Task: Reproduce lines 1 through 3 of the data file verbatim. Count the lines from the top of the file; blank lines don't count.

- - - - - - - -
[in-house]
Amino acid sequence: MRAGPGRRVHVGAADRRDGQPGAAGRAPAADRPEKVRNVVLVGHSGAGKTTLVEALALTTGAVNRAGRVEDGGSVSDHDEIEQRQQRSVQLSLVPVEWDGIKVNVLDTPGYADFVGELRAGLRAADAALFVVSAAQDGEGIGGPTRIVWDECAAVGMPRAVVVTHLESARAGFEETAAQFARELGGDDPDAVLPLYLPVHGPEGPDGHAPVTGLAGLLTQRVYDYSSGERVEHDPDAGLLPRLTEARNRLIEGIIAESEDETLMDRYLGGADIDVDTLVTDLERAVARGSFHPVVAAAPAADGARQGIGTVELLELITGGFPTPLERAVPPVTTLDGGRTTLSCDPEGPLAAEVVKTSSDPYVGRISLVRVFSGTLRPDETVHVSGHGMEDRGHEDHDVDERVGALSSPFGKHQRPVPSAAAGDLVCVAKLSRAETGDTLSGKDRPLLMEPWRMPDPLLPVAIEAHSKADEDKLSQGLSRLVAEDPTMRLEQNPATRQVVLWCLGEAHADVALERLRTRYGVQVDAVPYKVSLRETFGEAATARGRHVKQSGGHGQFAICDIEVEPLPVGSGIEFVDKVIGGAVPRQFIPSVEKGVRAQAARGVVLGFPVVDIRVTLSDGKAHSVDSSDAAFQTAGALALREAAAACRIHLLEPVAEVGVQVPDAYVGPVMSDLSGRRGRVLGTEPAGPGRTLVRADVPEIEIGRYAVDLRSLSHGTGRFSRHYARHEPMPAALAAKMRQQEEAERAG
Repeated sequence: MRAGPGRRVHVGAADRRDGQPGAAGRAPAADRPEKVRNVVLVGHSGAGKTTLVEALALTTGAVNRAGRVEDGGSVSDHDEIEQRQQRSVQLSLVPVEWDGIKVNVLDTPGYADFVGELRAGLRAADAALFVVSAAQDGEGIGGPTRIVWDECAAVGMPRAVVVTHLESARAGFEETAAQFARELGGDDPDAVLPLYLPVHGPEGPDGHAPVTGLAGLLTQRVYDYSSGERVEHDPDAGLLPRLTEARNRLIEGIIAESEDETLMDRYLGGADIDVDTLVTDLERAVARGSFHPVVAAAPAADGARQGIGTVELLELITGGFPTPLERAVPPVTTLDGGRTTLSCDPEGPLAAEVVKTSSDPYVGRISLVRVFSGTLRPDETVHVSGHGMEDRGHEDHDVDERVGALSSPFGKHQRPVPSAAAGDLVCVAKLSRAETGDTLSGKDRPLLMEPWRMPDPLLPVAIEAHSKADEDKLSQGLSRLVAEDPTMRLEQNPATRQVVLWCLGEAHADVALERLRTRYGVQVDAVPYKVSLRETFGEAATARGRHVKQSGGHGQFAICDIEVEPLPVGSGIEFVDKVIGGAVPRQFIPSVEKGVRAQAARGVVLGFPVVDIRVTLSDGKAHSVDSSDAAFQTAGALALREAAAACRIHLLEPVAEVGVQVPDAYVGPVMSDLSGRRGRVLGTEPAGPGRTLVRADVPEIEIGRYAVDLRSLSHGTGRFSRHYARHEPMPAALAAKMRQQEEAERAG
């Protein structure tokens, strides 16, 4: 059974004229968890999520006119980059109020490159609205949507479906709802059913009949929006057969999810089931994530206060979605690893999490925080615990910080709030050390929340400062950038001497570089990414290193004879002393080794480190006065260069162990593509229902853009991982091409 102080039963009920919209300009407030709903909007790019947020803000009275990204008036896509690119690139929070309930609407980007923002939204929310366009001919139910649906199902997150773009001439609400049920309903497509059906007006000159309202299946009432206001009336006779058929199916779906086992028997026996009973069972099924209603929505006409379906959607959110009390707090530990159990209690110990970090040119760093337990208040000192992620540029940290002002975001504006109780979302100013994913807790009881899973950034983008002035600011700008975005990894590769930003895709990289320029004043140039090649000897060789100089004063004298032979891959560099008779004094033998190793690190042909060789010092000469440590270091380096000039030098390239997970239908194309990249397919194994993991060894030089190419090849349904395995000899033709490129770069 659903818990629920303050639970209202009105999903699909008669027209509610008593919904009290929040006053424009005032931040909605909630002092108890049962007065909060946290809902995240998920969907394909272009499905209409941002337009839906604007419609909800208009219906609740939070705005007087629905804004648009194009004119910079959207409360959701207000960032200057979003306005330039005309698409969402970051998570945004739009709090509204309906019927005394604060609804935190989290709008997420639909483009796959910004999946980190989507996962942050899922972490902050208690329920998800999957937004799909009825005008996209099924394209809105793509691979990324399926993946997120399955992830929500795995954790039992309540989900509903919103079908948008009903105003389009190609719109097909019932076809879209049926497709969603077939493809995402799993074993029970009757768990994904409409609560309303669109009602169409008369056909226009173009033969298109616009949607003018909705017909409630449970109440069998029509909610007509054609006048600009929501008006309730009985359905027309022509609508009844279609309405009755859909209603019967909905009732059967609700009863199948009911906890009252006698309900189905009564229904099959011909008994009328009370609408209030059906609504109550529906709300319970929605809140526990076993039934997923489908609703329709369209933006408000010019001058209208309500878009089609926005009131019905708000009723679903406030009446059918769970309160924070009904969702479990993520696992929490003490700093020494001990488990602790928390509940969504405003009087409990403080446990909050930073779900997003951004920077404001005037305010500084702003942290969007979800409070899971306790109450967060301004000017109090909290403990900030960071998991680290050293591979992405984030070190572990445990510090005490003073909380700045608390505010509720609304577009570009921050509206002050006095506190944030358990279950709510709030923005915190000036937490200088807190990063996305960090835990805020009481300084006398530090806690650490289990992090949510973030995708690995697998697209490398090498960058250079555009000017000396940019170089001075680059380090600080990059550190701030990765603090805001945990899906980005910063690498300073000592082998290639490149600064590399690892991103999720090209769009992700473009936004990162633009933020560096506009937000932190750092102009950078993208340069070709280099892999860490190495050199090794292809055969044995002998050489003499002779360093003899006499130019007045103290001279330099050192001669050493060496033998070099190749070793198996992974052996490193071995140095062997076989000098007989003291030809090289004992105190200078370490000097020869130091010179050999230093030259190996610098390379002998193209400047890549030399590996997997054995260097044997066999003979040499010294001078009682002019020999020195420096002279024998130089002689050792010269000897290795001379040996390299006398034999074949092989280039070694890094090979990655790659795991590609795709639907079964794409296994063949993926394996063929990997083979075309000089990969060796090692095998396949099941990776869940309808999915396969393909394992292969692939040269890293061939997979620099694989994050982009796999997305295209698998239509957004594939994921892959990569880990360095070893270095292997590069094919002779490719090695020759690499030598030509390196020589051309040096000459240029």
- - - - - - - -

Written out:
[in-house]
Amino acid sequence: MRAGPGRRVHVGAADRRDGQPGAAGRAPAADRPEKVRNVVLVGHSGAGKTTLVEALALTTGAVNRAGRVEDGGSVSDHDEIEQRQQRSVQLSLVPVEWDGIKVNVLDTPGYADFVGELRAGLRAADAALFVVSAAQDGEGIGGPTRIVWDECAAVGMPRAVVVTHLESARAGFEETAAQFARELGGDDPDAVLPLYLPVHGPEGPDGHAPVTGLAGLLTQRVYDYSSGERVEHDPDAGLLPRLTEARNRLIEGIIAESEDETLMDRYLGGADIDVDTLVTDLERAVARGSFHPVVAAAPAADGARQGIGTVELLELITGGFPTPLERAVPPVTTLDGGRTTLSCDPEGPLAAEVVKTSSDPYVGRISLVRVFSGTLRPDETVHVSGHGMEDRGHEDHDVDERVGALSSPFGKHQRPVPSAAAGDLVCVAKLSRAETGDTLSGKDRPLLMEPWRMPDPLLPVAIEAHSKADEDKLSQGLSRLVAEDPTMRLEQNPATRQVVLWCLGEAHADVALERLRTRYGVQVDAVPYKVSLRETFGEAATARGRHVKQSGGHGQFAICDIEVEPLPVGSGIEFVDKVIGGAVPRQFIPSVEKGVRAQAARGVVLGFPVVDIRVTLSDGKAHSVDSSDAAFQTAGALALREAAAACRIHLLEPVAEVGVQVPDAYVGPVMSDLSGRRGRVLGTEPAGPGRTLVRADVPEIEIGRYAVDLRSLSHGTGRFSRHYARHEPMPAALAAKMRQQEEAERAG
Repeated sequence: MRAGPGRRVHVGAADRRDGQPGAAGRAPAADRPEKVRNVVLVGHSGAGKTTLVEALALTTGAVNRAGRVEDGGSVSDHDEIEQRQQRSVQLSLVPVEWDGIKVNVLDTPGYADFVGELRAGLRAADAALFVVSAAQDGEGIGGPTRIVWDECAAVGMPRAVVVTHLESARAGFEETAAQFARELGGDDPDAVLPLYLPVHGPEGPDGHAPVTGLAGLLTQRVYDYSSGERVEHDPDAGLLPRLTEARNRLIEGIIAESEDETLMDRYLGGADIDVDTLVTDLERAVARGSFHPVVAAAPAADGARQGIGTVELLELITGGFPTPLERAVPPVTTLDGGRTTLSCDPEGPLAAEVVKTSSDPYVGRISLVRVFSGTLRPDETVHVSGHGMEDRGHEDHDVDERVGALSSPFGKHQRPVPSAAAGDLVCVAKLSRAETGDTLSGKDRPLLMEPWRMPDPLLPVAIEAHSKADEDKLSQGLSRLVAEDPTMRLEQNPATRQVVLWCLGEAHADVALERLRTRYGVQVDAVPYKVSLRETFGEAATARGRHVKQSGGHGQFAICDIEVEPLPVGSGIEFVDKVIGGAVPRQFIPSVEKGVRAQAARGVVLGFPVVDIRVTLSDGKAHSVDSSDAAFQTAGALALREAAAACRIHLLEPVAEVGVQVPDAYVGPVMSDLSGRRGRVLGTEPAGPGRTLVRADVPEIEIGRYAVDLRSLSHGTGRFSRHYARHEPMPAALAAKMRQQEEAERAG